frieze new york 2014

‘Art Is Short, Life Is Long': At the Opening of NADA New York

The Hole. (Photo by the Observer)

The Hole. (Photos by the Observer)

NADA New York, a Frieze art fair offshoot by the New Art Dealers Alliance at Basketball City on Pier 36, began with a mad dash at 10 a.m. as collectors raced to the booth of the bookseller Printed Matter to buy prints by Israel Lund. There were about two dozen of them, and they were going for $400 at first, until the price went up as they sold out. They were all gone in 10 minutes, according to Jordan Nassar, who was working the booth.

“The security guards seriously had to tell people, ‘No running,'” he said.

NADA is, after all, another art fair, though in a lot of way it’s a more dignified–or at least calmer–affair than Frieze, which can feel in turns claustrophobic, hedonistic and overwhelmingly dull. Here, it’s easier to stumble upon pleasant discoveries, like the Lower East Side gallery Eleven Rivington putting Meyer Vaisman in the spotlight for the first time in nearly 15 years. The artist has two works in their booth depicting mirrors that had the phrase “ARS BREVIS VITA LONGA,” a reversal of the old aphorism. This is appropriate for Mr. Vaisman, who rose to fame alongside Jeff Koons, Haim Steinbach and the rest of the ’80s art world’s requisite bad boys. Mr. Vaisman retreated to Barcelona in 2000 after a show at Gavin Brown’s Enterprise, his last in New York until Eleven Rivington remedies that later this month. The two works on view were Fed-Exed yesterday, said Augusto Arbizo, Eleven Rivington’s director, and it’s his first taste of Mr. Vaisman’s new work.

“He went and took care of himself,” Mr. Arbizo said of the artist’s years as a recluse. “He definitely had a situation where it was good for him to get away from the art world for a while.” Mr. Arbizo didn’t care to elaborate on that, but he took me around the corner to the outside wall of his booth and showed me a work by Jackie Saccoccio, who was once Mr. Vaisman’s studio assistant, bringing everything full circle.

I could hear the sound of loud pops as I walked through the space, which turned out to be coming from the booth of Josée Bienvenu, whose floor was covered in bubble wrap by the artist Ana Bidart. (“A floor installation,” according to Jessica Lin, who was working the booth. “It’s for sale and it’s specific to NADA, but I don’t really know about the price. It’s very conceptual.”)

The Hole gallery eschewed a booth altogether and built a little bodega, complete with a door, a big window with a sign hanging out front that said “Come in we’re open!” and a lottery placard. I walked in and the place was unmanned–kind of a big risk for any bodega, much less an art fair booth–save for a small puppy, resting on the makeshift counter. The dog belonged to Kathy Grayson, the Hole’s proprietor, who finally entered with a few customers trailing her. They were interested in buying some art (a sign behind the counter said “CASH ONLY,” which was very likely not true), though they were more interested in the dog. (“Oh my God!” one woman said. “I love it! Can I buy this?”) She settled instead for Rose Eken, who had made ceramic sculptures of beer bottles, cigarette butts, a bic lighter, duct tape, etc. The woman was inspecting a sculpture of a bottle of Budweiser, a half-smoked joint and, at the suggestion of Ms. Grayson, the cap of a Carlsberg to “set everything off.”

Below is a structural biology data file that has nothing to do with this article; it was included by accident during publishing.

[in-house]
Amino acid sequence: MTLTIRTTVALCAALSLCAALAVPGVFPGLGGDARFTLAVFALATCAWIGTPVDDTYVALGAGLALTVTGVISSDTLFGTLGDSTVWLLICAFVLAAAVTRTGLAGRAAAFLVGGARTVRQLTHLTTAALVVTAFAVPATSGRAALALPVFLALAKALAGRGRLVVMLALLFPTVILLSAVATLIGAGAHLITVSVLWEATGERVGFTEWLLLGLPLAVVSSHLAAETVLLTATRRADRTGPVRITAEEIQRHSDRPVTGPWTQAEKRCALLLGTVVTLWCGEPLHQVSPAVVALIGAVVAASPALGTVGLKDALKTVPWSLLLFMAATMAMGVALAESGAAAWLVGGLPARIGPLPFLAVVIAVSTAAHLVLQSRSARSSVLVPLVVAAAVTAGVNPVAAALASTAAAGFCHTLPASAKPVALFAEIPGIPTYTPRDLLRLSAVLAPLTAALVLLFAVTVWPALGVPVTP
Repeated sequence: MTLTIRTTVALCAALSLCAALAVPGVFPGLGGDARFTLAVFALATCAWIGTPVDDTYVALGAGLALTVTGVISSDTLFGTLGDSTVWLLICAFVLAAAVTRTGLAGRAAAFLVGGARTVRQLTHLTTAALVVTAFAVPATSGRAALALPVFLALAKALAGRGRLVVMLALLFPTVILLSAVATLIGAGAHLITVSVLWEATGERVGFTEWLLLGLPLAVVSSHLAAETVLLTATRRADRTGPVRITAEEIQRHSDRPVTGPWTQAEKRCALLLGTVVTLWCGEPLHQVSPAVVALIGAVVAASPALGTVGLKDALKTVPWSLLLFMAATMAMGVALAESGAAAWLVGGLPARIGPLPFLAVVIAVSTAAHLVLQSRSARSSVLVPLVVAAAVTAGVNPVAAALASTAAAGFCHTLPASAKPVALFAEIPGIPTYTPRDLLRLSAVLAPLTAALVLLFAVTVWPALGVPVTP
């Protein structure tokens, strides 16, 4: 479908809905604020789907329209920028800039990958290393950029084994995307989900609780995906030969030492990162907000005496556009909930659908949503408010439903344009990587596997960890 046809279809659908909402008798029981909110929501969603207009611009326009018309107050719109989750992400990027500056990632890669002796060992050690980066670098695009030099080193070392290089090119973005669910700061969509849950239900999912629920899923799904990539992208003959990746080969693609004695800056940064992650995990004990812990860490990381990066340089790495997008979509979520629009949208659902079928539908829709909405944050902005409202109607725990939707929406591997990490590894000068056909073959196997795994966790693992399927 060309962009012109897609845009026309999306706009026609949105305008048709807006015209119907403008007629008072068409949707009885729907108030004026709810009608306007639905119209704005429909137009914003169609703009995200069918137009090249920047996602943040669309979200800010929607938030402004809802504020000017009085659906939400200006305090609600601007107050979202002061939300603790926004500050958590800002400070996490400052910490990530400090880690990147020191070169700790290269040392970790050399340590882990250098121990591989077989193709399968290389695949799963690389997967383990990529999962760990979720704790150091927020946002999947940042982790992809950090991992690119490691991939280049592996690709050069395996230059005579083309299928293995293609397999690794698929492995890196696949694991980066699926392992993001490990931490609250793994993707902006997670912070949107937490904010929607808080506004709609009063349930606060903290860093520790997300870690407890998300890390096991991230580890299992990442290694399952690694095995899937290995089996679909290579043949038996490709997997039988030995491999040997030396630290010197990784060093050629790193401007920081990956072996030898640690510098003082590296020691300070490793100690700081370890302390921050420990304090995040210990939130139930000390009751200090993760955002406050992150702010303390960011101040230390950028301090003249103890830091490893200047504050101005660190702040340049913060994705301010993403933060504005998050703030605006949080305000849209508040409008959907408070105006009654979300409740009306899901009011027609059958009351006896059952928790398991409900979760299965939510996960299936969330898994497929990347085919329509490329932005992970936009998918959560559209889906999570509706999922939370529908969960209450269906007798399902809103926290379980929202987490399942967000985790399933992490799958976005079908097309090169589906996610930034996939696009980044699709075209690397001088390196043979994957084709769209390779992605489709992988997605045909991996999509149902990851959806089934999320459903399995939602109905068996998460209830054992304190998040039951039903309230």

Martos' car.

Martos’ car.

Later, Jose Martos of Chelsea’s Martos Gallery was showing me a piece by Justin Lieberman, a small glass case resting on the floor that was filled with scraps of paper. “Biennial catalogues cut in pieces,” Mr. Martos said. “He’s a crazy motherfucker.” I was inquiring the price when he cut me off and said, “You want to see something crazy? Follow the stickers.” On the floor were orange stickers that read “Camp In My Ass” and led to a side exit out of the building. Outside was a parked Ford Galaxie with the trunk and doors open, filled with stuff.

“This is Camp In My Ass,” Mr. Martos said matter-of-factly. Earlier, he said he sold a Matthew Higgs piece out of the car for $100. He reached into the backseat and pulled out two bumper stickers by Mr. Lieberman–one featured a picture of Ronald Reagan and said “My Other Car Is Your Mom” and another had the Pope with the phrase “Smoke Crack Out of Your Ass.” Mr. Martos picked up a coffee mug from the dashboard.

“Look at this,” he said. “Ryan Foerster made this. It’s fucked up.” The mug had a picture of a woman defecating into her own mouth. “For when you have your mother-in-law over for dinner!”

Back inside Mr. Martos handed what appeared to be several thousand dollars in cash to a woman standing in the booth. As I walked away, he was saying to someone, “Go look at the car! This is all bullshit!”

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